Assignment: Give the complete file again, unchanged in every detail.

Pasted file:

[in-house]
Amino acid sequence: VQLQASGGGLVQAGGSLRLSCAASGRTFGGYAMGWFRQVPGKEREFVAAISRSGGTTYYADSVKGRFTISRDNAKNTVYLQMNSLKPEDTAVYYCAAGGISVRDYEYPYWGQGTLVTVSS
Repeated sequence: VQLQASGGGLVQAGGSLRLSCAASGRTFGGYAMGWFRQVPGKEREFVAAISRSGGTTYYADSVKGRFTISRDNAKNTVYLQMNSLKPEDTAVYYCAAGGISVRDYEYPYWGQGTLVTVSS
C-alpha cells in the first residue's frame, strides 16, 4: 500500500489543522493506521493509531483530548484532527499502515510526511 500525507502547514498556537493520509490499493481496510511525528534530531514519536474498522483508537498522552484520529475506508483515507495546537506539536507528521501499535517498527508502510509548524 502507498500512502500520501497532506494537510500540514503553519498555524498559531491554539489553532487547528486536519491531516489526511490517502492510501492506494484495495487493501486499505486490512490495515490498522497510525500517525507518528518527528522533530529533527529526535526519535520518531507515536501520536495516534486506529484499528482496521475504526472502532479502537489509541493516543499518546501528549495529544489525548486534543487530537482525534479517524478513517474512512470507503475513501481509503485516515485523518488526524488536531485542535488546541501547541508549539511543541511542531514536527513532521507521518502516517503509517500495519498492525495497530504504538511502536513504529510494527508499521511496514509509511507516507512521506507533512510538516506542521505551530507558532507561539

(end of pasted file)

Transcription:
[in-house]
Amino acid sequence: VQLQASGGGLVQAGGSLRLSCAASGRTFGGYAMGWFRQVPGKEREFVAAISRSGGTTYYADSVKGRFTISRDNAKNTVYLQMNSLKPEDTAVYYCAAGGISVRDYEYPYWGQGTLVTVSS
Repeated sequence: VQLQASGGGLVQAGGSLRLSCAASGRTFGGYAMGWFRQVPGKEREFVAAISRSGGTTYYADSVKGRFTISRDNAKNTVYLQMNSLKPEDTAVYYCAAGGISVRDYEYPYWGQGTLVTVSS
C-alpha cells in the first residue's frame, strides 16, 4: 500500500489543522493506521493509531483530548484532527499502515510526511 500525507502547514498556537493520509490499493481496510511525528534530531514519536474498522483508537498522552484520529475506508483515507495546537506539536507528521501499535517498527508502510509548524 502507498500512502500520501497532506494537510500540514503553519498555524498559531491554539489553532487547528486536519491531516489526511490517502492510501492506494484495495487493501486499505486490512490495515490498522497510525500517525507518528518527528522533530529533527529526535526519535520518531507515536501520536495516534486506529484499528482496521475504526472502532479502537489509541493516543499518546501528549495529544489525548486534543487530537482525534479517524478513517474512512470507503475513501481509503485516515485523518488526524488536531485542535488546541501547541508549539511543541511542531514536527513532521507521518502516517503509517500495519498492525495497530504504538511502536513504529510494527508499521511496514509509511507516507512521506507533512510538516506542521505551530507558532507561539